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Health Effects of Toxic Chemicals
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WHMIS: What You Need to Know
6. Health Effects of Toxic ChemicalsThere are many materials used in the workplace that can be hazardous. However, in order for them to affect your health, they must contact the body or be absorbed into the body. When assessing the potential health effects from working with a particular material it is necessary to understand difference between "toxicity" and "hazard".
In order for toxicants to affect the human system either they must cause damage to external tissues, such as the skin or eyes, or they must be able to enter the body by some mechanism.
Routes of EntryThere are three primary routes of entry into the body: ingestion, skin or eye absorption, and inhalation.
Ingestion:- This means taking a material into the body by mouth (swallowing). Ingestion of toxic materials may occur as a result of eating in a contaminated work area.
Absorption- Substances that contact the eye and the skin may be either absorbed into the body or cause local effects. For the majority of organic compounds, the contribution from skin absorption to the total exposure should not be neglected.
Inhalation- This means taking a material into the body by breathing it in. In the lungs, very tiny blood vessels are in constant contact with the air we breath in. As a result, airborne contaminants can be easily absorbed through this tissue. In the occupational environment, this is generally the most important route of entry.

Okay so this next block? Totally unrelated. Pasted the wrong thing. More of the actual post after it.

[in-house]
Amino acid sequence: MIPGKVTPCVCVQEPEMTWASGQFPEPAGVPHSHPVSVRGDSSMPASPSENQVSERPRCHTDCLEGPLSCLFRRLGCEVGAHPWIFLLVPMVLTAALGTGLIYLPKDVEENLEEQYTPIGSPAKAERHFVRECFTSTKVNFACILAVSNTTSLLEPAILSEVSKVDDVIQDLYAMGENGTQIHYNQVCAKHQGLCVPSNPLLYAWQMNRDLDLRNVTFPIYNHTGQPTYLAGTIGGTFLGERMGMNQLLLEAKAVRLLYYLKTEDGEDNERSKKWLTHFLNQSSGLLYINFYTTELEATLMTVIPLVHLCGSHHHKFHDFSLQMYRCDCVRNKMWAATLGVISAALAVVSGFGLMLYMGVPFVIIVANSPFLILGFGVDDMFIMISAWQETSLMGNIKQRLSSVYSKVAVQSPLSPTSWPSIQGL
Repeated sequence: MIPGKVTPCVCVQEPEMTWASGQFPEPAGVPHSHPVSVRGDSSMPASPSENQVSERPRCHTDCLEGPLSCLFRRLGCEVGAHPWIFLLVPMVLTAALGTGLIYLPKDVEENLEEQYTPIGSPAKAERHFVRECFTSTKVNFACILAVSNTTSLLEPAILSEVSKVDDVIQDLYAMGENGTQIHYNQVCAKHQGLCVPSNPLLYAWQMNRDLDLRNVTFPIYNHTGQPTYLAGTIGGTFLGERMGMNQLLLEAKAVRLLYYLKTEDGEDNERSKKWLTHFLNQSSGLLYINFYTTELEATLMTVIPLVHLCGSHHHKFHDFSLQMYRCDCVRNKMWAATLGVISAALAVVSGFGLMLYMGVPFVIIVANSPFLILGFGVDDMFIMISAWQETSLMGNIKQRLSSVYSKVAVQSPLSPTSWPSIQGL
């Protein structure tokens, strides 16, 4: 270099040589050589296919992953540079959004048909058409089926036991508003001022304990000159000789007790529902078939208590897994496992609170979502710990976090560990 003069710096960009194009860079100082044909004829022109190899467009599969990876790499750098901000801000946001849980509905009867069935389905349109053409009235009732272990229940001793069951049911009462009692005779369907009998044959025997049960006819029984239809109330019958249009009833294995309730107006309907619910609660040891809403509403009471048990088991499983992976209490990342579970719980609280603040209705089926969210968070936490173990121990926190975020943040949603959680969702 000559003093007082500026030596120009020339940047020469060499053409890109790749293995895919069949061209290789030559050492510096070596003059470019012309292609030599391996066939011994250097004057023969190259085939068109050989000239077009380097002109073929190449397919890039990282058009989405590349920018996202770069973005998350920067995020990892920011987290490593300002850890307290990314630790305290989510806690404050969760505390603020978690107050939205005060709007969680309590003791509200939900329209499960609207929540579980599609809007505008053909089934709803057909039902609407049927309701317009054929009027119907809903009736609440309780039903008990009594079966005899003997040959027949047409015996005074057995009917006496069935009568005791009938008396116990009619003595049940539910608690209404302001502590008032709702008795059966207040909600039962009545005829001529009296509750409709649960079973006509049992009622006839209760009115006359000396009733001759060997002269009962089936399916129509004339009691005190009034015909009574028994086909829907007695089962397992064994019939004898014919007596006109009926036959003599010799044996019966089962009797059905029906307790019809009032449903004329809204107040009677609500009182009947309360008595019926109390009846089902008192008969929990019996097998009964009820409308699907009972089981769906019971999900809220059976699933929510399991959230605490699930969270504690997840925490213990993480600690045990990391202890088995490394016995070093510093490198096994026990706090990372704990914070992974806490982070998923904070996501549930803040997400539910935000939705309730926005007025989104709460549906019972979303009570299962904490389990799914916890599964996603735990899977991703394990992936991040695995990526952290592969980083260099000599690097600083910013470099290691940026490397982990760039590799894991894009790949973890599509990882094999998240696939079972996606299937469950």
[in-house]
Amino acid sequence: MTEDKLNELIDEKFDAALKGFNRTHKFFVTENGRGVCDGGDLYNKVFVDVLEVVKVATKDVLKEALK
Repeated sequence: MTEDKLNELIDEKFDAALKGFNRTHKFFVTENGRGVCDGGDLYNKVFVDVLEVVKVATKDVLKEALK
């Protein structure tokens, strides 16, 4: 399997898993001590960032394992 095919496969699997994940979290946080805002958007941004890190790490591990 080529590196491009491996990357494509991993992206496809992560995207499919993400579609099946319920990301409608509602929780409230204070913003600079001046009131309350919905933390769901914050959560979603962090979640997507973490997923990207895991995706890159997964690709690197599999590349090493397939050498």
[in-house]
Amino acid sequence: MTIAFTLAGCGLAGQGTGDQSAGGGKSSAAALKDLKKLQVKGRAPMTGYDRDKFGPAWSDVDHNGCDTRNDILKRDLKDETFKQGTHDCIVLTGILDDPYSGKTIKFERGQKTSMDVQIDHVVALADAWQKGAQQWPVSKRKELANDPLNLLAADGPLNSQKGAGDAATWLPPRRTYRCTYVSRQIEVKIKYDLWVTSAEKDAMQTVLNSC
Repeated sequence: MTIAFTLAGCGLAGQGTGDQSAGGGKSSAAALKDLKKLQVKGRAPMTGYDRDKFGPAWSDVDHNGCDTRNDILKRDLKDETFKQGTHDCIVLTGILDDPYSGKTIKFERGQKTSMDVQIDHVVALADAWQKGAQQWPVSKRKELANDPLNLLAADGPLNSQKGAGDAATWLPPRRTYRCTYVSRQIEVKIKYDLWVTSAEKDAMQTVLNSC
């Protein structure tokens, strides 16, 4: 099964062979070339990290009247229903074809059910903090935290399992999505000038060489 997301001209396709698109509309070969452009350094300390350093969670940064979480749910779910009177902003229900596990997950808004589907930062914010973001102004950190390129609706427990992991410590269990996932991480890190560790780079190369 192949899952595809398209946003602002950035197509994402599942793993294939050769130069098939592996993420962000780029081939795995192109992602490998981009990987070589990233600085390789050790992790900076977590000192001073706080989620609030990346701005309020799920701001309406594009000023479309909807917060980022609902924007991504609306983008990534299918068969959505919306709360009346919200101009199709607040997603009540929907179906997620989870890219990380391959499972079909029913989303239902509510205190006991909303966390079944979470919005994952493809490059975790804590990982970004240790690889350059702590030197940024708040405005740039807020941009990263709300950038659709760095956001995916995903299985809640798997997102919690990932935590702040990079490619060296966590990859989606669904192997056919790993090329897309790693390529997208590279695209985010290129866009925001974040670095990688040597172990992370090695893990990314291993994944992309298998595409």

Health Effects - Chronic vs AcuteOnce a toxic substance has contacted the body it may have either acute (immediate) or chronic (long term) effects.
Example: Spilling acid on your hand will cause immediate harm, i.e. a burn to the skin.
Exposure to asbestos or tobacco smoke may result in lung cancer after as much as twenty years (this is a long term effect).
Exposure - Chronic vs AcuteExposure can be classified as chronic or acute. In chronic exposures, the dose is delivered at some frequency (daily or weekly usually) over a period of time. In acute exposures, the dose is delivered in a single event and absorption is rapid. Usually, a chronic exposure occurs at low concentration and acute exposure at high concentration.
Some materials may only cause harm if given acutely, not having any effect in the long term. Other materials may not exhibit an effect in the short term, but may cause problems after prolonged exposure.
Physiological Classification of MaterialsThis classification identifies toxic materials on the basis of biologic action.
Irritants - refers to some sort of aggravation of whatever tissue the material comes in contact with.
Asphyxiants - exert their effects through a depletion of oxygen to the tissues
Narcotics or Anaesthetics - the main toxic action is the depressant effect upon the Central Nervous System.
Systemic Poisons - the main toxic action includes the production of internal damage
e.g. Nephrotoxic agents - toxic effects produce kidney damage eg. some halogenated hydrocarbons
Carcinogens - agents/compounds that will induce cancer in humans.
Mutagens - agents that affect the cells of the exposed people in such a way that it may cause cancer in the exposed individiual or an undesirable mutation to occur in some later generation.
Teratogens - Agents or compounds that a pregnant woman takes into her body that generate defects in the fetus
Sensitizers-Agents that may cause allergic or allergic-like responses to occur. After an initial exposure to a substance an individual may become sensitized to that substance. Subsequent exposures to the same substance, often at a much lower concentration than before, produce an allergic response. This response may be a skin rash (dermatitis) or an asthmatic-like attack, depending on the route of exposure.
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